Hinduism is vast, beautiful, terrifying and confusing. Of the world’s great religions, it is the one that we in the West probably know least about. Christians share a history with Judaism and (to a lesser extent) Islam. Buddhism has been fashionable for decades. But Hinduism remains something of an enigma.

It is notoriously hard to pin down. Hinduism doesn’t have a single scripture that fits into one book. It has many holy writings, from the Upanishads to the Vedas, and different groups hold different scriptures to be of differing value.

We tend to think we know certain things about Hindus: that they are polytheists, for example, and vegetarians, and practise yoga. But these are gross simplifications. Yes, many Hindus are polytheists, especially in the more remote villages, but many others see all the different “gods” as manifestations of one divine reality. Not all Hindus are vegetarians (though most would consider it good for your karma). And what we think of as “yoga” is only one of the various physical and spiritual practices that Hindus call yoga.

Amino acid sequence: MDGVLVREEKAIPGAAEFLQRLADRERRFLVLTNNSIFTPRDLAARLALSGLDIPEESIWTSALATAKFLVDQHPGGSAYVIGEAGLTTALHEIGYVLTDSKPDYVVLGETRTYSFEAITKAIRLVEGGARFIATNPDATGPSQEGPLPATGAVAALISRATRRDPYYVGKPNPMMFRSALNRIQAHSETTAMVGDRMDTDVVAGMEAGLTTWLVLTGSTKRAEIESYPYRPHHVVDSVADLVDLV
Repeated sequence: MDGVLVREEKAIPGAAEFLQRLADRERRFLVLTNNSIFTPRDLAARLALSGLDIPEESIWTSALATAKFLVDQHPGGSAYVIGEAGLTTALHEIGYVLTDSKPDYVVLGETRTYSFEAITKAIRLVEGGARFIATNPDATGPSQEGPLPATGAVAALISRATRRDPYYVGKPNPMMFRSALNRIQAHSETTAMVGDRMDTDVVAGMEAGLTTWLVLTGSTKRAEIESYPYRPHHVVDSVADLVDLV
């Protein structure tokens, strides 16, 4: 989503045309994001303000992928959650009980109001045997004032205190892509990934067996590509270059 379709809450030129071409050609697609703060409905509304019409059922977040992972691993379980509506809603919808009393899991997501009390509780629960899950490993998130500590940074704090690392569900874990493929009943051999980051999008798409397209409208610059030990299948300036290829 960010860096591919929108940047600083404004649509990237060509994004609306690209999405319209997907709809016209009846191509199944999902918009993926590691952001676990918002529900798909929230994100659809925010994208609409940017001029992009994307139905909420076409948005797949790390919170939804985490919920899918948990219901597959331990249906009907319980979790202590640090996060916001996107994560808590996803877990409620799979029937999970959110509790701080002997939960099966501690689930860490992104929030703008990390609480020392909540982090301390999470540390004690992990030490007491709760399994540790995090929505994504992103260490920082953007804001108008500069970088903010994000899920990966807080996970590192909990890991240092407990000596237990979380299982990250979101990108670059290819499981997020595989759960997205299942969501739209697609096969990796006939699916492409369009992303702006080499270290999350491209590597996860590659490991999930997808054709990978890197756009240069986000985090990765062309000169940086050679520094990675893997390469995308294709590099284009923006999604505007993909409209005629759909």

In Hinduism, the “supreme spirit” is called “Brahman”. His three “aspects” are “Brahma” (the creator), “Vishnu” (the preserver) and “Shiva” (the destroyer). The branch that focuses primarily on Vishnu is referred to as Vaishnavism. One subset of Vaishnavism was founded by Chaitanya Mahaprabhu (1486-1534), who taught that actually the “supreme personality of godhead” was not Vishnu, but Krishna, one of his avatars (incarnations).

In 1965 an elderly man called AC Bhaktivedanta Swami Prabhupada gave up everything to travel to America to spread this branch of Hinduism, which we know now as Hare Krishna. When Westerners think of Hare Krishna practitioners, they are likely to picture people in saffron robes (in fact, only celibates wear these) selling books on high streets and chanting the Maha Mantra (popularised by the Beatles): “Hare Krishna, Hare Krishna, Krishna Krishna Hare Hare.”

As a teenager I came across a book in my school library called Easy Journey to Other Planets, by Prabhupada. Although the title was a tad deceptive, I was hooked. For several years I considered myself a Krishna devotee, consuming the books and regularly visiting their temple. This culminated in me moving into Bhaktivedanta Manor, a former convent in Watford donated to the movement by George Harrison, and having my head shaved.

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